At present I have a whole heap of F1 Betta brownorum juveniles and sub-adults, growing out alongside the original female. Oddly enough, it still looks like the majority of the fish in this tank are female, with only two obvious males. These two males are also the only fish in the tank that show a distinctive lateral spot.
I've decided to retain the two F1 males as breeding stock, along with the sibling female pictured below (on right). The original female will be staying as well, but will be retired from breeding as she has begun to get aggressive again with the larger of the two males.
The rest of the young fish will most likely be sold next month, once I separate them out from the main tank and get a better idea of genders. Considering how densely planted this tank is, and how elusive these fish can be, I can see why some wild betta keepers choose to house their fish in much more spartan quarters!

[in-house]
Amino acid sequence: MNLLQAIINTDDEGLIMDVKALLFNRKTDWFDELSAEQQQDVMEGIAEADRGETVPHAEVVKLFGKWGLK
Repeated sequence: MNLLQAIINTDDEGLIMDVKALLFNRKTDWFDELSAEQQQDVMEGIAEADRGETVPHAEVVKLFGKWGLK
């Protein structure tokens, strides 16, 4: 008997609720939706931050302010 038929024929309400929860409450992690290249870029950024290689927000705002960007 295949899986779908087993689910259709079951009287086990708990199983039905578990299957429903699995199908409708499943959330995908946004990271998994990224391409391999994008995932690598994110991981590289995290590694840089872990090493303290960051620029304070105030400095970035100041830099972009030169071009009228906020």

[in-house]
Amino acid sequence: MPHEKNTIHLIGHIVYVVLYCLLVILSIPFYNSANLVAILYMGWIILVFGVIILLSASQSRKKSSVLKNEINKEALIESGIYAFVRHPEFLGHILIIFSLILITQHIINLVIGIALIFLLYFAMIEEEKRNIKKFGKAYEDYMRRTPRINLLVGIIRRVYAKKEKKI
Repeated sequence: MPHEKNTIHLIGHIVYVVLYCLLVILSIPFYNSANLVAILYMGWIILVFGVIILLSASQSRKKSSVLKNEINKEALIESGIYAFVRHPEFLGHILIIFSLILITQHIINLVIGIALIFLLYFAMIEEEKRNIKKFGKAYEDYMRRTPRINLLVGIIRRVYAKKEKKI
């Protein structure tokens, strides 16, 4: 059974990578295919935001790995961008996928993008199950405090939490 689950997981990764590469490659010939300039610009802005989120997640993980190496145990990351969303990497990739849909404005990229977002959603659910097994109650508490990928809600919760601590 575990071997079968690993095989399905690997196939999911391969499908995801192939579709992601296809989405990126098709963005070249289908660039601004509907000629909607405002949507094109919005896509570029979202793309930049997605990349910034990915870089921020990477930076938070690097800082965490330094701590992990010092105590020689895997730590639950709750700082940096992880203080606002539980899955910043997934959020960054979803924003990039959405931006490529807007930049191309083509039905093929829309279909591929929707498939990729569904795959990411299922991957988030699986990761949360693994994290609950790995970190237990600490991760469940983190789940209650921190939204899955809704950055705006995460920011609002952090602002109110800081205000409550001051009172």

While the sibling female will be used as a breeding partner for the largest of my F1 males, I hope to procure a wild-caught female, to outcross with the smaller male shown in the pictures above. I am interested to see what this male can produce as he is very unlike his brother, but I also want to introduce some genetic variety into this line.
Because Betta brownorum form part of my 'Species Focus' group, I hope to have fry from my sibling pair, as well as fry from the F1xF0 (new female) crossing by 2015. The eventual goal of my breeding program would be to produce quality, captive-bred Betta brownorum with a traceable bloodline that can then be passed on to other wild betta breeders.
Hailing from Melbourne, Australia, I currently keep and breed a number of species from the coccina complex.